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Meal gave scholar taste for China-US links

By Zhou Wenting | China Daily | Updated: 2017-09-20 10:17

Meal gave scholar taste for China-US links

File photo shows the national flags of China and US. [Photo/IC]

Meal gave scholar taste for China-US links

Jeffrey S. Lehman, vice-chancellor of NYU Shanghai [Photo/China Daily]

It was during a meal with 10 elderly law professors in 1998 that Jeffrey S. Lehman, vice-chancellor of NYU Shanghai, was first inspired to become a bridge between his native United States and China.

At the time, he was dean of the University of Michigan Law School and had been invited to China on a business trip. The aging academics, all former faculty at the school, suggested grabbing dinner after hearing he'd be in town.

The professors had helped establish Soochow University Law School in Shanghai in the 1930s. Although the school was closed two decades later, they had all stayed in the city.

"Meeting these people in their 90s, for whom the connection between China and the US had been a big part of their lives, was very emotional for me," Lehman recalled. "They were talking about how symbolically important it was for them that Michigan was coming back to China.

"It had a deep impact on me, and I started thinking about how I wanted to live my life and try to make a contribution. I felt like I was given this opportunity to be a bridge between the US and China."

Lehman went on to become president of Cornell University in New York state, where part of his job was to renew its relationship with China.

In 2008, he accepted his first appointment in China, becoming the first dean of Peking University's School of Transnational Law, which is based in Shenzhen, Guangdong province.

Four years later, he received calls from New York University and the Chinese government asking him to serve as vice-chancellor of NYU Shanghai, the first China-US joint university. He has lived in the eastern metropolis ever since.

"Each year I'm here, I feel more and more rooted in the city," said Lehman, 60, who remarked on the tremendous changes in the city over the past five years.

In particular, the city's art scene has blossomed, he said. "It seems that every time you turn around there's another museum or art gallery opening. You just feel in the city right now a kind of creative energy that makes you happy to get out of bed every morning.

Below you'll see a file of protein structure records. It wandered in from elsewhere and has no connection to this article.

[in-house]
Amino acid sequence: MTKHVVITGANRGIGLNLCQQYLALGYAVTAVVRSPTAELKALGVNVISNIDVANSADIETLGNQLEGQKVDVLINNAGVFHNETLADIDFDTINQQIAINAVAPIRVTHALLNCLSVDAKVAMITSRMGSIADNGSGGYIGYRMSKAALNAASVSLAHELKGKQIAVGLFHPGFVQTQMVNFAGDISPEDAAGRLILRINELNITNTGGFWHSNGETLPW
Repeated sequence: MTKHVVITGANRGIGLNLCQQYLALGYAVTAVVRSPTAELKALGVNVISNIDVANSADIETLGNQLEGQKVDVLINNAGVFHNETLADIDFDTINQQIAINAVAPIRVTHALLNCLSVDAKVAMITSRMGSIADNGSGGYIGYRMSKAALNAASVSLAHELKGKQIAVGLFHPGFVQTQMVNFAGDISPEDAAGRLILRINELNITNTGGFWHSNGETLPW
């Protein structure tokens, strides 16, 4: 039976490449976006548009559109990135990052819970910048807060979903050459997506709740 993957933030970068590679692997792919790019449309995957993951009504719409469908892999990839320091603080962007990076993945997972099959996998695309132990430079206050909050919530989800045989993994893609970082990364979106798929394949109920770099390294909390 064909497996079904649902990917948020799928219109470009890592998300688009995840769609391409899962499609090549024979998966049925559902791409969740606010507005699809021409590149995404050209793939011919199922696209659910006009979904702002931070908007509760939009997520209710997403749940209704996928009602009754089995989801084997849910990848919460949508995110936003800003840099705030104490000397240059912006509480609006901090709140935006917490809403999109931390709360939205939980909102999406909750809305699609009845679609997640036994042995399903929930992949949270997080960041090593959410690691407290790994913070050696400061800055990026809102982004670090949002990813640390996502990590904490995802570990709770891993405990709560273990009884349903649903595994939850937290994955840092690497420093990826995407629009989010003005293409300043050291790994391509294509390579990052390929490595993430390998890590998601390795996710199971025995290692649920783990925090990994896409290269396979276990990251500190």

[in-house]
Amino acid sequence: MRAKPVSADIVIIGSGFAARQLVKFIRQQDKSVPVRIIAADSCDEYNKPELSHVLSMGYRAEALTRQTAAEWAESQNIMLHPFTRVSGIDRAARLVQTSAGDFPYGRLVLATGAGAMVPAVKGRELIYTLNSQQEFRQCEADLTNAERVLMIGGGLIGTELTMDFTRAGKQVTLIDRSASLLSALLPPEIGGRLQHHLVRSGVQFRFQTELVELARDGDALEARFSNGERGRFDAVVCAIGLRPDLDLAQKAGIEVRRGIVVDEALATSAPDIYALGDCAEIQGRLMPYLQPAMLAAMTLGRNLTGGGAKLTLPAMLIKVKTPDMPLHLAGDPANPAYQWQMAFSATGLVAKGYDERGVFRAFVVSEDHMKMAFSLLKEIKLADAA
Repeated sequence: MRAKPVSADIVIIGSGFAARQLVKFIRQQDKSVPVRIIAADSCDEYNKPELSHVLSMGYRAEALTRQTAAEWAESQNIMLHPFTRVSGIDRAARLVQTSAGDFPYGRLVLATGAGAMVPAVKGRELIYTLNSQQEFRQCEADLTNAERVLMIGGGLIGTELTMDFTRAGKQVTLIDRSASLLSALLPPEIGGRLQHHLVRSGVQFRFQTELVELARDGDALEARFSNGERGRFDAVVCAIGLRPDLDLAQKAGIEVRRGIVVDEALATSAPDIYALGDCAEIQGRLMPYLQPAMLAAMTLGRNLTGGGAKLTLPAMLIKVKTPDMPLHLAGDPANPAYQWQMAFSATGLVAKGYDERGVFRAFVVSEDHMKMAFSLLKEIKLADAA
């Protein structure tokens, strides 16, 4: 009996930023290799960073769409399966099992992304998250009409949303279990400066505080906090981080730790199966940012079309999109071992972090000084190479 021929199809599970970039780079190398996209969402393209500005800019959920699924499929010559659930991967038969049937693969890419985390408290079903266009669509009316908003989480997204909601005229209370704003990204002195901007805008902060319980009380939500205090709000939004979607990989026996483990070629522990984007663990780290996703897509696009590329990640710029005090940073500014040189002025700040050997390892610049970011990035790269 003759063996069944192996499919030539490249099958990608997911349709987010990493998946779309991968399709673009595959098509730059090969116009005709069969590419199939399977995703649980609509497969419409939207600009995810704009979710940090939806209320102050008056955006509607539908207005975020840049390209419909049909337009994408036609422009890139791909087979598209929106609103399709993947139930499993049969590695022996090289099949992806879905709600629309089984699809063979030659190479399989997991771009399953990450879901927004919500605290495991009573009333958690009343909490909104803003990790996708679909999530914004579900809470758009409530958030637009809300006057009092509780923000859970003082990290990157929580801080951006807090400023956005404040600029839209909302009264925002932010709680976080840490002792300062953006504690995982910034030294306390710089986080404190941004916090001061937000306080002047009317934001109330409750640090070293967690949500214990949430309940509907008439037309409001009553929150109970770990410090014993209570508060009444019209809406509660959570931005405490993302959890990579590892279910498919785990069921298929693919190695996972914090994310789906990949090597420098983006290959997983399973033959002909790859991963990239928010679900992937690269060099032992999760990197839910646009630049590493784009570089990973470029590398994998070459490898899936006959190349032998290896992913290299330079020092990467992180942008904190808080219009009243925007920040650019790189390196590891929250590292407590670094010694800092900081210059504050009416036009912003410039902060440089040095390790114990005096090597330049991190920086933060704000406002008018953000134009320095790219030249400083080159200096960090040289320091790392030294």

"What I also love about Shanghai is everywhere you look, there's someone from somewhere else," he added. "When I walk on the street I hear Chinese, English, French, German, Dutch and Japanese, and so on."

Yet it is not a recent feeling that Shanghai, and China as a whole, is developing rapidly, according to Lehman.

From his eye-opening trip in 1998, he also recalled a hotel porter who, after helping to carry the US scholar's bags to his room, had asked in fluent English, "Has anyone ever told you that you look a lot like Bill Gates?"

"That was in 1998, and this man spoke terrific English and knew what Bill Gates looked like well enough to make this match. I thought then that China was opening up on a fast track," Lehman said.

Lehman worked for two years in Paris, where he said people can meet citizens from across France and get a sense they have all come to build something important together.

He had that same sense in Shanghai, he said. "I feel like a huge percentage of people come here from elsewhere because there is a sense this is a place that is supposed to be built into something really special to serve the whole country.

"When talented people gather together in one place, great things happen," he added.

NYU Shanghai, which has been designed to produce global citizens for an increasingly globalized world, graduated its first class this spring-more than 260 students from 33 countries.

"We're so proud of them, and we cared deeply to make sure they didn't regret their choice, as they came to a school that did not exist while turning down opportunities to go to famous, well-established schools," Lehman said. "They believed in the concept of NYU Shanghai and believed it would be beneficial to them."

About half of the Class of 2017 will go to graduate schools, mainly in the US, while the rest will find jobs, he said, adding that at least 10 international graduates will work in Shanghai.

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